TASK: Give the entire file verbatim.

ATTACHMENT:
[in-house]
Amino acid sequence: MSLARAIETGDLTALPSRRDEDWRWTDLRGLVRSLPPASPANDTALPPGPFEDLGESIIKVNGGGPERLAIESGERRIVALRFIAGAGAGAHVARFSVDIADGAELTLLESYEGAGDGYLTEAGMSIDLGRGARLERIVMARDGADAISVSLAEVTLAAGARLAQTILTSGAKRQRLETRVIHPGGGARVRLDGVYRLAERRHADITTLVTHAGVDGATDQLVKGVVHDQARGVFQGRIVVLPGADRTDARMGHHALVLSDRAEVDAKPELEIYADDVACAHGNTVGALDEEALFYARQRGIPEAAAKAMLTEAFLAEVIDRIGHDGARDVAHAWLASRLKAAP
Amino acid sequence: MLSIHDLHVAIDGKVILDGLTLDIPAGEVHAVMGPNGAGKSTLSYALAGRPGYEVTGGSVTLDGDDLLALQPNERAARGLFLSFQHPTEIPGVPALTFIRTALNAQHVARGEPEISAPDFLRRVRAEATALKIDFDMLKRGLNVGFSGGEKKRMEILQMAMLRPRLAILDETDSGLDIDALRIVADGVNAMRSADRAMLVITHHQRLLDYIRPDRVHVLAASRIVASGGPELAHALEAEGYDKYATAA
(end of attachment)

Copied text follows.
[in-house]
Amino acid sequence: MSLARAIETGDLTALPSRRDEDWRWTDLRGLVRSLPPASPANDTALPPGPFEDLGESIIKVNGGGPERLAIESGERRIVALRFIAGAGAGAHVARFSVDIADGAELTLLESYEGAGDGYLTEAGMSIDLGRGARLERIVMARDGADAISVSLAEVTLAAGARLAQTILTSGAKRQRLETRVIHPGGGARVRLDGVYRLAERRHADITTLVTHAGVDGATDQLVKGVVHDQARGVFQGRIVVLPGADRTDARMGHHALVLSDRAEVDAKPELEIYADDVACAHGNTVGALDEEALFYARQRGIPEAAAKAMLTEAFLAEVIDRIGHDGARDVAHAWLASRLKAAP
Amino acid sequence: MLSIHDLHVAIDGKVILDGLTLDIPAGEVHAVMGPNGAGKSTLSYALAGRPGYEVTGGSVTLDGDDLLALQPNERAARGLFLSFQHPTEIPGVPALTFIRTALNAQHVARGEPEISAPDFLRRVRAEATALKIDFDMLKRGLNVGFSGGEKKRMEILQMAMLRPRLAILDETDSGLDIDALRIVADGVNAMRSADRAMLVITHHQRLLDYIRPDRVHVLAASRIVASGGPELAHALEAEGYDKYATAA